Honestly, I had a huge smile on my face the whole time I was reading this thinking, this is hilarious! Jeff is hysterical! But as I read other people’s responses on TB it appeared he was VERY serious, and even wrote a letter in Bass Guitar Magazine to some kid who accused him of over-boasting where he quoted several famous musicians such as Jaco, Zawinul, Miles, and several others all saying stuff like “our band is the best!” or “I’m the best there is!” or something ridiculous like that. He then goes on to explain how as an artist, boasting about one’s own talents is extremely important and it’s the confidence in one’s playing that makes them great. He also claims we live in a society today where everyone’s feelings are so easily hurt that they have to blog about it or whatever. I laughed at the article, and I agree with Jeff on some level. But I feel like in today’s music world, there’s such a flood of musicians that the days of great players like him are really done. It’s going to be much harder for us to see another Herbie Hancock or Miles Davis or Jaco Pastorius. Don’t get me wrong, I think the talent is still out there somewhere, but between the fact that all music today is pretty redundant and everybody and their mother wants to be a famous musician, it’s just never going to be the same. I grew up believing that your talent alone will open doors, but after more than 10 years in the biz it’s evident that it’s really all about personalities and clicking with people rather than how great you are. I mean of course you need to be good at what you do, but if you’re an asshole about it (cough cough, Jeff Berlin), nobody’s going to want to work with you. Fortunately for Jeff, he made his career decades ago, and while I don’t know the man personally, he appears to have quite the positive following on facebook and is well respected both for his bass playing and his founding of The Players’ School in my home state of Florida. I can say I’ve always been a fan and I commend Jeff on his attempts to reestablish “music education” from the bullshit excuse it has become. Just, maybe tone it down a bit Jeff….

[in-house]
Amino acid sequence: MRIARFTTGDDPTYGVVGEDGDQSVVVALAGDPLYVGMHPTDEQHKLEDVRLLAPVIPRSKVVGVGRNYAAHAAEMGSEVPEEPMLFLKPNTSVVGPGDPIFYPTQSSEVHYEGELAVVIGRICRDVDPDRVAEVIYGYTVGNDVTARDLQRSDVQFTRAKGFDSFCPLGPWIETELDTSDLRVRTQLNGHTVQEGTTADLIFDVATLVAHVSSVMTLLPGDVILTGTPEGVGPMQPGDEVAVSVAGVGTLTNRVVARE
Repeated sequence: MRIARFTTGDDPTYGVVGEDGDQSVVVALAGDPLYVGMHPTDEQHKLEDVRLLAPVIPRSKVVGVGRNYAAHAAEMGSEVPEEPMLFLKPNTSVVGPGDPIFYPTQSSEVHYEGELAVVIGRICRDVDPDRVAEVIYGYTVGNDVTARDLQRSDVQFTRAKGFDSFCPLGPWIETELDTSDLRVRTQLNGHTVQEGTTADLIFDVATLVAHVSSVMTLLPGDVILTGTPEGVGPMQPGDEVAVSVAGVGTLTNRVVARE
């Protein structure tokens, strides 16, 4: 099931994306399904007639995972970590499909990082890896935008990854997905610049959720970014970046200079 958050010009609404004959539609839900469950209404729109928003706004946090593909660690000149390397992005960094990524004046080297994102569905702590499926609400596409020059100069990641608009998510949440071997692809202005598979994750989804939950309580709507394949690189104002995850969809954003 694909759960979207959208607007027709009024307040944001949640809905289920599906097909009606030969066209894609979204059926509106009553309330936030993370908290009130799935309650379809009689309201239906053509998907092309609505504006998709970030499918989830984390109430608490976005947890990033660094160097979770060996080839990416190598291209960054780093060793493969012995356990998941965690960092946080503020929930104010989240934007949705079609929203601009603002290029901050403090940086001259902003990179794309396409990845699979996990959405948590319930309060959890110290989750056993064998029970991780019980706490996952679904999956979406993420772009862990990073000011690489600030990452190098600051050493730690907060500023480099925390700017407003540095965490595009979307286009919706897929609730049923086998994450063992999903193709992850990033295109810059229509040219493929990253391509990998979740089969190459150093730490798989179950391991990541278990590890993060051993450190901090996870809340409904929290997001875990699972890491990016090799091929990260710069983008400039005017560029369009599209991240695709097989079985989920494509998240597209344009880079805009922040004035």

Here’s Jeff doin his thing!

Jeff Berlin-Greatest Bassist in the World

One Response to “Jeff Berlin….?”

  1. Bass Dude says:

    Right on!

    Berlin is a complete arrogant douche bag a-hole. If he was half as bad ass as he thought he was, he would have been in a band like Weather Report or Steps Ahead or Vital Information or some other band like that, instead, he hasn’t played with anyone but his own bands for 20 years. Ya think because no one want to play with a complete douche maybe? Probably.

    Thats what I think about Berlin. If he is playing his bass, great, he is worth listening too, but if he is just running his jive turkey mouth about stuff…stfu, berlin.